A couple days ago I read an article in the New York Times titled ‘Judges Halt Race and Gender Priority for Restaurant Relief Grants.’ The story seemed so familiar. I remember writing something similar to this and searched on this blog to make sure. Yup, on January 30 I wrote a piece called ‘Will it ever be okay to give Black people money?’

Once again, a few white folks went to court to stop pandemic relief money from going to people of color. In both stories, most of the money was already distributed, but for the few folks approved and waiting for funds, they probably won’t be getting anything now.

The sad part of these stories is that the few folks who take the action to stop the pandemic money from going to the black and brown and women and military and disabled owned small businesses don’t do it because they think they can get the money for themselves. Oh no, they successfully stop these funds just because they don’t think it’s fair that minority businesses should get any special consideration for funding. 

One approved business owner felt this way when he learned his money wasn’t coming…

“I started crying,” said Mr. León, who read the email giving him the bad news on Sunday morning. “Literally, I started crying. It’s like they’re dangling this carrot in front of you — this moment that will mark the end of a horrible year and a half — and then, in a matter of seconds, it’s all gone.”

They call this new program the Restaurant Revitalization Fund. In March, lawmakers ordered the Small Business Administration, which runs the program, to include a 21-day exclusivity period. During that time, only applications from women, military veterans and “socially and economically disadvantaged” individuals — defined by the agency as those from certain racial and cultural groups who also had limited financial means — would be approved. Others could file their applications, but had to wait to have their requests reviewed.

It’s a small group of ‘others’ who are upset and went to court to get a few judges to agree with them that the priority period was discriminatory. Several judges agreed, prompting the agency to alter its approach. In court filings on Friday, the agency said it had — in late May, in response to the legal actions — stopped payment on priority applications leaving close to 3000 approved applicants empty handed.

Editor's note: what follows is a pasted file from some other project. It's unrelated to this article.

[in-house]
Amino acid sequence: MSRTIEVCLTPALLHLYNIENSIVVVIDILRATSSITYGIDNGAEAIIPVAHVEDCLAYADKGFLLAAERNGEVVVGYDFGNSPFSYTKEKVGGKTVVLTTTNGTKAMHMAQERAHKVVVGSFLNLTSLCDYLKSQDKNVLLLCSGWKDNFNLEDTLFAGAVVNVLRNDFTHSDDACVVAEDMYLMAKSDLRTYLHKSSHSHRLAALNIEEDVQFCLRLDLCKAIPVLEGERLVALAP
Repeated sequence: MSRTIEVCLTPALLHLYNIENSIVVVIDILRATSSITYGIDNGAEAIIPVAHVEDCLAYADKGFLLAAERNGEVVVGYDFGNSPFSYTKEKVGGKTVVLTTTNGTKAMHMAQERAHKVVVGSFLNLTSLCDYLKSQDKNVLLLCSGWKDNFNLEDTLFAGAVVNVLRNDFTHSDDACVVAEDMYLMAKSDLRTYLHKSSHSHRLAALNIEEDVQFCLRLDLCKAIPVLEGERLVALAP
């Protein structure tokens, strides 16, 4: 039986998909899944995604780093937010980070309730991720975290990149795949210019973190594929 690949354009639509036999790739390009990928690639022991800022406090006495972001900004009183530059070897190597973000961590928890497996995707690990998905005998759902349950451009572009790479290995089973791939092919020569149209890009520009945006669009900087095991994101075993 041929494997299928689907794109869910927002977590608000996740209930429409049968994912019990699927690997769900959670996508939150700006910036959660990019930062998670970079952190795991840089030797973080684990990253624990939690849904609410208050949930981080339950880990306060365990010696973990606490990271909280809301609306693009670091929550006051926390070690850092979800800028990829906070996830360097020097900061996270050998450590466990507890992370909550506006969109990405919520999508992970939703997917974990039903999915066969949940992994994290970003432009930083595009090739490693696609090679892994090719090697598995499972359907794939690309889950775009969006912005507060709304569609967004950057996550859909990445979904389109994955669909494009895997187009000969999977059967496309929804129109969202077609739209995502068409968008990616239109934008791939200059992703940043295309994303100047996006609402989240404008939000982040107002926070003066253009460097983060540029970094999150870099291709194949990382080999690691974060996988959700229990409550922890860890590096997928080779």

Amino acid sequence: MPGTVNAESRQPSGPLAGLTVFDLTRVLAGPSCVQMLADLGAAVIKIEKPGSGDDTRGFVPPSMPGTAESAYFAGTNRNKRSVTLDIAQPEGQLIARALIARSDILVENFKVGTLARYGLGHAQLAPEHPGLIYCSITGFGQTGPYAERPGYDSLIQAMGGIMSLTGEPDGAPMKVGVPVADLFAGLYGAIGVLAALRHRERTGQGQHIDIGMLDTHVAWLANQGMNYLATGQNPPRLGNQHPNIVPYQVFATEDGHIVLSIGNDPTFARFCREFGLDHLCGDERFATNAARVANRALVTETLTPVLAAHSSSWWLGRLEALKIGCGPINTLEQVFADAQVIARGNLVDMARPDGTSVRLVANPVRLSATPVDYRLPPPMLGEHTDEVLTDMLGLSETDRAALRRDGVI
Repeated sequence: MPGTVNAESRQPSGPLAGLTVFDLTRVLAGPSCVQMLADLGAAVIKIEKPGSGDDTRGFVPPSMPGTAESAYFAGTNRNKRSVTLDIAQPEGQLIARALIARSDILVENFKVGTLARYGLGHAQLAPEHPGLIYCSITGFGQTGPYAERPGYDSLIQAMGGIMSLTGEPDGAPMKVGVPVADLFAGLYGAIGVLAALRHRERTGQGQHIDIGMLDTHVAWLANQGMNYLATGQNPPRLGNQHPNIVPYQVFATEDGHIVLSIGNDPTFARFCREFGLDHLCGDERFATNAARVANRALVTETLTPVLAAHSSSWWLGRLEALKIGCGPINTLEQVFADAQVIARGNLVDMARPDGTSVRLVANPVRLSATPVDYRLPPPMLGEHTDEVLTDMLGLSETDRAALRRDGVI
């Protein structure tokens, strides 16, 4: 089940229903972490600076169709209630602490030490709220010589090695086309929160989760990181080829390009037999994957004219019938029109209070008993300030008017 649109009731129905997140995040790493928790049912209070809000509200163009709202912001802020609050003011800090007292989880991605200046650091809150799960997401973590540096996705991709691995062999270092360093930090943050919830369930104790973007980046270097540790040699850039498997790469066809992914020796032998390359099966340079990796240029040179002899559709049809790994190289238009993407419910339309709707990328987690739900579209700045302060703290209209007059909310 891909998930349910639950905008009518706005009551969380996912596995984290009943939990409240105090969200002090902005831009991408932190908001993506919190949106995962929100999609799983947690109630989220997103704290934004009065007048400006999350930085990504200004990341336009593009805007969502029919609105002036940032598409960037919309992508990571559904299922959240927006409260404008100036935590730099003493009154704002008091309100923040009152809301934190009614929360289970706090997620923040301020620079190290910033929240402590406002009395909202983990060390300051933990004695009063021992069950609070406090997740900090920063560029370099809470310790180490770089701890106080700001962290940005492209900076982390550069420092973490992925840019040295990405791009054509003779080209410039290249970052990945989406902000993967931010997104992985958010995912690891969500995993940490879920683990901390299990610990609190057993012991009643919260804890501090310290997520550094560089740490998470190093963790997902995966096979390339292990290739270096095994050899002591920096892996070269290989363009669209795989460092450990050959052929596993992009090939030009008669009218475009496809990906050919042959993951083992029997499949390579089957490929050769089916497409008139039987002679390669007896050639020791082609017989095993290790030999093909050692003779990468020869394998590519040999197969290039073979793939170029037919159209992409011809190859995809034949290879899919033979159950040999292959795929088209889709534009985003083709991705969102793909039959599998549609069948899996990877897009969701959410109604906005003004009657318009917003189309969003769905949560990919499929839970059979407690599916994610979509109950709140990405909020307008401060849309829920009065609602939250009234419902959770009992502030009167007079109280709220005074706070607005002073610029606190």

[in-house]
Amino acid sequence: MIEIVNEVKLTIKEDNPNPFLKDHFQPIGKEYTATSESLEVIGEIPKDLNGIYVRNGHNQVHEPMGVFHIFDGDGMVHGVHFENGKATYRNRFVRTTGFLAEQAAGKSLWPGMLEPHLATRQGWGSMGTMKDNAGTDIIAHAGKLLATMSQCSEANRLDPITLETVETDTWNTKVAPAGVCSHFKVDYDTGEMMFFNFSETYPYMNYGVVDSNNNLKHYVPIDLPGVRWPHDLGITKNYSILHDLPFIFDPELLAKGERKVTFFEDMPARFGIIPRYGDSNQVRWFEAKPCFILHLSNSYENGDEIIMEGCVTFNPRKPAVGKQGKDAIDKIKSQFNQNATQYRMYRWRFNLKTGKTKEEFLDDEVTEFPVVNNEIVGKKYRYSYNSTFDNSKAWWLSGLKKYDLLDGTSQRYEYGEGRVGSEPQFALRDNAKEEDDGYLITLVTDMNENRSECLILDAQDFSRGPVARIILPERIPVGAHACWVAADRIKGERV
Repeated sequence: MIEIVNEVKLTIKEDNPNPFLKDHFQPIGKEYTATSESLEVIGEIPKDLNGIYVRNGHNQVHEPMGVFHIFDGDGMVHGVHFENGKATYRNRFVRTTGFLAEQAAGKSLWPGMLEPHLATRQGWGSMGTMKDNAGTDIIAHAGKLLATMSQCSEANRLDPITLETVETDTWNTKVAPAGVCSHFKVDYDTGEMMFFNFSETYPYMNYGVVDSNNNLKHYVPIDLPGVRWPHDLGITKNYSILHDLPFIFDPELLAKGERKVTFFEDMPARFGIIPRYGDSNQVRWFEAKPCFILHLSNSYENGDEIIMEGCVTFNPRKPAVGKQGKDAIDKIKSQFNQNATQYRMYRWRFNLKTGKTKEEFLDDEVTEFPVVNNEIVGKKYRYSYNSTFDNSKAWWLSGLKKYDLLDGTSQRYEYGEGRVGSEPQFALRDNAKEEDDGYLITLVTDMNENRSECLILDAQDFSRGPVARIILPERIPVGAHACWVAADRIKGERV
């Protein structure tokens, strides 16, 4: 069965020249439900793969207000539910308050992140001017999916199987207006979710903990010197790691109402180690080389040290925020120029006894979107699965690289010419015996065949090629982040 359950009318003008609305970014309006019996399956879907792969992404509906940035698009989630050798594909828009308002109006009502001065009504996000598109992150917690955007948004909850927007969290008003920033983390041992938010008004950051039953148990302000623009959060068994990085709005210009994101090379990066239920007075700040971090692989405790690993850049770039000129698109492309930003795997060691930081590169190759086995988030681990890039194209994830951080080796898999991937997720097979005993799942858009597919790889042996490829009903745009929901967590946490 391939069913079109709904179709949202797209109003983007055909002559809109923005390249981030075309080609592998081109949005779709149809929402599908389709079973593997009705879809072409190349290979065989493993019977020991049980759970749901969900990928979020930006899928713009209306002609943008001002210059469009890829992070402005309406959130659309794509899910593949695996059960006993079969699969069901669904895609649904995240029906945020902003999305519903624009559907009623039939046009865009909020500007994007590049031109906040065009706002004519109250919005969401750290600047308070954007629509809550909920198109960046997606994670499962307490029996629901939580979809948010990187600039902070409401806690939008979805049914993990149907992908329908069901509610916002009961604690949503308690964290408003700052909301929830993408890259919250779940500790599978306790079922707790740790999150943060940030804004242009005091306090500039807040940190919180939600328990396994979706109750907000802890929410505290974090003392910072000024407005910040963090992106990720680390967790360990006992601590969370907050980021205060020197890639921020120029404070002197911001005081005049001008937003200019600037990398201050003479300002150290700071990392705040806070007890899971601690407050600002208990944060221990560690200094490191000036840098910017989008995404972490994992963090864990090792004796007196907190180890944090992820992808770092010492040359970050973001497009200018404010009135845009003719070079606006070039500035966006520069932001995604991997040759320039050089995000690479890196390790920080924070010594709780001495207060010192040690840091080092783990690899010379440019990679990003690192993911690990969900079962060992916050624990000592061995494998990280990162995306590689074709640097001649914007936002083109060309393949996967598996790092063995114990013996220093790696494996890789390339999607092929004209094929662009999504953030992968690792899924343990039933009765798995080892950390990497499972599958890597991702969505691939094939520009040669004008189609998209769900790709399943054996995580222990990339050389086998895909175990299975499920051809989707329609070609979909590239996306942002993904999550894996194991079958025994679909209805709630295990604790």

Fortunately, about 72,000 others got their money before the program was shut down which begs the question (at least from me) why not just pay the 3000 approved people and then stop the approval process for the others who have applied? 

In PART 1 of ‘Will it ever be okay to give Black people money?’, $50 of the $62 million was given away in the state of Oregon’s minority business pandemic relief program. Here in PART 2, $18 of the $27 billion was dispensed in this nationwide program before the cancel culture culprits shut it down. ($9 billion is a whole lot more than $12 million).

I really don’t have anything to say about this other than wanting to bring it to your attention. Clearly, legislators are trying to be fair and inclusive with the pandemic relief money, and it’s just as clear that a handful of citizens have the power to stop billions of dollars of aid to ‘socially and economically disadvantaged’ individuals. 

I bet those same citizens couldn’t stop billions earmarked to the Department of Defense or Homeland Security.